Professor Layton and his able assistants Luke and Emmy tackle another mystery in Professor Layton and the Azran Legacy, available exclusively for Nintendo 3DS. Pitched as the final release in the series, Azran serves as an excellent capstone to this franchise in which characters and story matter as much as the puzzle design.
Azran follows up on archaeological leads left dangling in the two most recent Layton games. After encountering ruins from the ancient Azran civilization, Professor Layton finds the most unbelievable relic yet: a "living mummy." The mummy, actually a girl named Aurora, inspires Layton to travel the globe on a hunt for lost Azran stones, all while staying a step ahead of the nefarious secret organization known as Targent.
Functionally, Azran is much the same as ever. You walk through odd locales and pump passersby for clues. Naturally, almost no one cooperates until you solve a puzzle. After five games, it's a well-worn pattern, but it's all so comfortable you are unlikely to mind.
The only major change to the formula is that the middle portion of Azran lets the player choose the order in which to explore the stones' locations. In the end, it hardly matters because you have to do all of them anyway, but it is nice to experience multiple mini-mysteries in wildly different locations.
There's a wide variety of puzzles — logic, number, organizing, even some that seem only possible in a video game — but the in-game hint system does a great job of making sure you can figure them out. Even if you do not want to devote the time and brain power required to de-stump every stumper, the game is so good that it's worth playing even if you cheat your way through using a strategy guide.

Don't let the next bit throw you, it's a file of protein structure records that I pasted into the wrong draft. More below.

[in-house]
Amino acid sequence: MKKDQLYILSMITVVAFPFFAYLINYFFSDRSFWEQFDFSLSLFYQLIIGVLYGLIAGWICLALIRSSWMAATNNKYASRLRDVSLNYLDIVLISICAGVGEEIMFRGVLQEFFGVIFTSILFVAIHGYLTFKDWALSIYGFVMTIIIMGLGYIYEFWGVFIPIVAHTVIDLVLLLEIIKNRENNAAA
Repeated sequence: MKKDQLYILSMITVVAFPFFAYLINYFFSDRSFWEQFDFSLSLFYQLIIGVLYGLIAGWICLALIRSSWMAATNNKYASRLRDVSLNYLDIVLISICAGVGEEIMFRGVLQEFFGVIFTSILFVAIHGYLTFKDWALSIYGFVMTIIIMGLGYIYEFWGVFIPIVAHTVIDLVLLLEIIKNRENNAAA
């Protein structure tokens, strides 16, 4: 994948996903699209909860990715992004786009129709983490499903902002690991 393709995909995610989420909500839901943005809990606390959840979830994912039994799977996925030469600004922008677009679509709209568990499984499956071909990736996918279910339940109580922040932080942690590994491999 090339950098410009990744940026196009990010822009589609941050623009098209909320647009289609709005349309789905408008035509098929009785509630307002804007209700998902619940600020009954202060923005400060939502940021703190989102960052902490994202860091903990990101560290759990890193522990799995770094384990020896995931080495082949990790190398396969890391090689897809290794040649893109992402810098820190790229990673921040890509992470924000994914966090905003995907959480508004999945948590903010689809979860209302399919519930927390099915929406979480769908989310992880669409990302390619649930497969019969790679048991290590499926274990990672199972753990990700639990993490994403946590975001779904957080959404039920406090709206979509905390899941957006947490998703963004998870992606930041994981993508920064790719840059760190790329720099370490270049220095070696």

The series' signature element is that the puzzles are connected by a well-written, intriguing story told via top-notch animation and voice acting. Azran includes revelations about Professor Layton and builds a connection back to the first game, Professor Layton and the Curious Village (2008). The animated segments are a treat, with unnecessary but appreciated 3-D enhancement.
Azran also makes use of the 3DS's StreetPass feature to create a hidden-object-style puzzle to share with other players. However, it involves serious amounts of backtracking as you search out specific hidden objects, so it's probably the least interesting part of the package.
Between the story line, the side puzzles and unlockable content, Azran has hundreds of puzzles to chew on. New downloadable puzzles will be provided every day for a year, for free.
There is just no better puzzle game series out there. If Azran does stand as the last time we follow the good professor into the unknown, this is a fine game to end on.